PDP Reps denounce alleged ADA fraud scheme
SAN JUAN – An alleged fraud scheme targeting small and midsize businesses (Pymes by its Spanish acronym) for supposed violations to the Americans with Disabilities Act (ADA) is being perpetrated by a lawyer to extort cash from local businesses was denounced Thursday by Popular Democratic Party (PDP) Rep. Manuel Natal Albelo, along with other representatives and a spokesperson for the business owners.
Natal Albelo, House Judiciary Committee minority speaker Luis Vega Ramos, and House Small and Midsize Businesses Committee minority speaker Javier Aponte Dalmau, introduced House Bill 223 to investigate the alleged scheme that has been tied to attorney José Carlos Vélez Colón.
The representative explained that the practice isn’t exclusive to Puerto Rico because there have various cases in different U.S. jurisdictions and are known as “drive-by lawsuits.”
“The practice is to send letters of out-of-court claims to these business owners, offering them the opportunity to file a lawsuit for a possible violation of the ADA Act, and the alternative is that those who do not opt for the course of action are referred to the federal court,” explained Natal Albelo while mentioning that there has been a proliferation of cases on the island, with 200 cases currently registered.
The representative used as an example that in the past 10 years in Puerto Rico there were no more than 20 annual complaints, while in 2015 there were 79 and in 2016 the number increased to 108 cases, all carried out by the aforementioned attorney.
Carilyn Marrero, spokeswoman for the group of businesspeople who reported on the practice to the legislature, explained how the scheme works.
“We received a letter, a lawsuit; we started investigating on our own because we didn’t know how many people there were. Then we saw that this lawyer asks for financial remuneration not to have to go to court. The problem arises because when litigating in that forum, it will cost you a lot more money than to settle, and that is where the blackmail comes in, because if you have ever been summoned by a lawsuit in federal court…simply hiring a lawyer can be $3,000 to start, then it continues to increase,” Marrero said.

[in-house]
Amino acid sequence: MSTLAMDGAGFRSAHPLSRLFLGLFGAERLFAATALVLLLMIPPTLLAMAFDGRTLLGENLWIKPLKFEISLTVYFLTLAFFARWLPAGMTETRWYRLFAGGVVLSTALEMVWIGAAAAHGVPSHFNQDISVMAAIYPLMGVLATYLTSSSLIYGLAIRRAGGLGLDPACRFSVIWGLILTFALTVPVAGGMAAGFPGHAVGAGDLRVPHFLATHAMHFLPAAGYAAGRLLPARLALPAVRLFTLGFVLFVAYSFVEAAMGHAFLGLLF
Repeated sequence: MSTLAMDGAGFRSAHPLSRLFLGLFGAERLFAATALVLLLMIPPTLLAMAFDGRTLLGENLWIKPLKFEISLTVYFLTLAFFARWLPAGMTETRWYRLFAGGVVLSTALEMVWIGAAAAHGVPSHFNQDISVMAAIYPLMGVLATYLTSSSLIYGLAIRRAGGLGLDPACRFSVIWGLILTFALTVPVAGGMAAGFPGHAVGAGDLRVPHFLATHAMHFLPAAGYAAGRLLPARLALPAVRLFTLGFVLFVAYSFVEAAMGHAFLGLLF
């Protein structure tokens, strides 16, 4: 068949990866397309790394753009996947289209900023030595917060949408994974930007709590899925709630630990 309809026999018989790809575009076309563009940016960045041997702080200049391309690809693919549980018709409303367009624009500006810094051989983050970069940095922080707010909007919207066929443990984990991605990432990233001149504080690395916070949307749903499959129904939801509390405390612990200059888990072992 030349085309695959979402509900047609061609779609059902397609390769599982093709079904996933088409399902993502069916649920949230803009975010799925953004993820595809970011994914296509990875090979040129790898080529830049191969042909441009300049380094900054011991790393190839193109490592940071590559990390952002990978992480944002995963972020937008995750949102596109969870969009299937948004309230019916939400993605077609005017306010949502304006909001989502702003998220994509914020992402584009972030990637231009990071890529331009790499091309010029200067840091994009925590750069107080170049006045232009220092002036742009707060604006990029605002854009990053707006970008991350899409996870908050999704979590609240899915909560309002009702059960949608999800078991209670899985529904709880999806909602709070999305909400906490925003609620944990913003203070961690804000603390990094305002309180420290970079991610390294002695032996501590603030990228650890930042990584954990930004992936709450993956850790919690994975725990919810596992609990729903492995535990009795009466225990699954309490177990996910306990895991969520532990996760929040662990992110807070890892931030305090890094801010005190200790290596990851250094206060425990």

The spokesperson also said the lawsuits seem to use the same template, even repeating the same language.
“This can’t become customary in this country, much less during the times we are going through. If you have a claim [related] to this lawyer, the first thing you should know is there is an administrative recourse to correct the problem you might have in your business. Instead of succumbing to the temptation to negotiate a federal administrative process, you should seek administrative remedies to resolve it,” Aponte Dalmau said.
Vega Ramos, meanwhile, lamented that a laudable law such as the ADA Act is used to extort local businesses.
“It appears this pattern has become a lifestyle for some lawyers and that has to be denounced. The abuse of a statute that was made to bring justice, is an injustice,” he argued.
Caribbean Business contacted the lawyer accused by the legislators and he assured that the number of complaints for ADA infringements don’t reach 200. Besides, he said it is normal to settle these cases for money.
“There have been complaints, but if they said the number is 200, then that is incorrect because the number is lower; but they have been presented, but they don’t reach that number,” Vélez Colón said.
“In general, all civil cases in state or federal court are settled. That is normal from day to day. It’s not as if money is sought and the property stays as if nothing; we have the before and after photos and many of those business owners have contractual commitments. Whoever says money has been sought from them and hasn’t had the obligation to do anything…well, they are lying,” he added.
Vélez Colón explained that the drive-by-lawsuit concept isn’t a type of extortion. The civil rights lawyer said this type of lawsuit occurs when someone claims to know about obstacles to people with disabilities at any facility, whether private or public. The course of action is to visit the place and present the situation to the person in charge so they may take action and correct the problem.
However, the attorney acknowledged that the money used to settle the case oftentimes carries fees.
“All our lawsuits are founded on facts. All the opinions of the federal court in Puerto Rico have been favorable. No case has ever been declared frivolous or unfounded. And yes, the statute provides for attorney fees to be paid, because it would be like telling attorneys defending special education children not to charge for representing them. The fees in federal court cost, in that sense we are professionals, like doctors charge for seeing a sick person, I charge for my work,” he concluded.
Veléz Colón assured he would defend his work before any forum if necessary.